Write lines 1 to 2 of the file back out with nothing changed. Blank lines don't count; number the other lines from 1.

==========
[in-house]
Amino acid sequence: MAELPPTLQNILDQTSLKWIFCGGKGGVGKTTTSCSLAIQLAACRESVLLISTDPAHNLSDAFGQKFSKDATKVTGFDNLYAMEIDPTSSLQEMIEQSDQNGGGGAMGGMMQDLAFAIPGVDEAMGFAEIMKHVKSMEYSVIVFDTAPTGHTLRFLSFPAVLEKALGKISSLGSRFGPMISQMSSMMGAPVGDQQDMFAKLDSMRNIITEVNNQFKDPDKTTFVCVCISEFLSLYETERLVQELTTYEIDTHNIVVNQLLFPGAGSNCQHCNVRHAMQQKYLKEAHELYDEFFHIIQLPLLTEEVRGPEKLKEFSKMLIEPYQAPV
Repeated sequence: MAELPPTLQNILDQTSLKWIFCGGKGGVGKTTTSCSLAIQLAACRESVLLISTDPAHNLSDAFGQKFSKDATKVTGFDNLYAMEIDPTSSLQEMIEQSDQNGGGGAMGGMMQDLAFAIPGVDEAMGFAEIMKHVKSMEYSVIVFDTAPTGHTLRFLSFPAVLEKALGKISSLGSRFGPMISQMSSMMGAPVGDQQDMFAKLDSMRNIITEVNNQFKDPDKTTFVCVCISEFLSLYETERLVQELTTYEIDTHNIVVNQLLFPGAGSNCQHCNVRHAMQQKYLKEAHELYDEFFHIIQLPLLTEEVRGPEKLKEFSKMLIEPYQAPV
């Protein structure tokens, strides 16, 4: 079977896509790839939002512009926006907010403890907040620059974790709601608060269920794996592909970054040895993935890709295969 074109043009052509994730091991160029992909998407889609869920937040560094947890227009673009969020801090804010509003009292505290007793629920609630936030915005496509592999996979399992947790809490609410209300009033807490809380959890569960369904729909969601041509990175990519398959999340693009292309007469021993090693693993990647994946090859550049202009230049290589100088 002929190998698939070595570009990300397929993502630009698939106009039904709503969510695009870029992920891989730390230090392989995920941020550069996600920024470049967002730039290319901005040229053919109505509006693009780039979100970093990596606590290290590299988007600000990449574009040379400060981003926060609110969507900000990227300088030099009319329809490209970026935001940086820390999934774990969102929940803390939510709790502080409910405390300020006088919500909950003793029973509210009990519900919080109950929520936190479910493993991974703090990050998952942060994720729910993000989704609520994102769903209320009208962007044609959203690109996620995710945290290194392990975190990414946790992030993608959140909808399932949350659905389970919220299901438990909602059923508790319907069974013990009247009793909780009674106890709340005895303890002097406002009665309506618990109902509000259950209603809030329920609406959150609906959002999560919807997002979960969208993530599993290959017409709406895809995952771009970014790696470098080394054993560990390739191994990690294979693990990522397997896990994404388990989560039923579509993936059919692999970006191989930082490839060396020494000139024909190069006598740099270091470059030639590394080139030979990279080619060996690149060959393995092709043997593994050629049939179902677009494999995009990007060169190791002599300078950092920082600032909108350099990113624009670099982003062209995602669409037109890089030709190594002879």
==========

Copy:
[in-house]
Amino acid sequence: MAELPPTLQNILDQTSLKWIFCGGKGGVGKTTTSCSLAIQLAACRESVLLISTDPAHNLSDAFGQKFSKDATKVTGFDNLYAMEIDPTSSLQEMIEQSDQNGGGGAMGGMMQDLAFAIPGVDEAMGFAEIMKHVKSMEYSVIVFDTAPTGHTLRFLSFPAVLEKALGKISSLGSRFGPMISQMSSMMGAPVGDQQDMFAKLDSMRNIITEVNNQFKDPDKTTFVCVCISEFLSLYETERLVQELTTYEIDTHNIVVNQLLFPGAGSNCQHCNVRHAMQQKYLKEAHELYDEFFHIIQLPLLTEEVRGPEKLKEFSKMLIEPYQAPV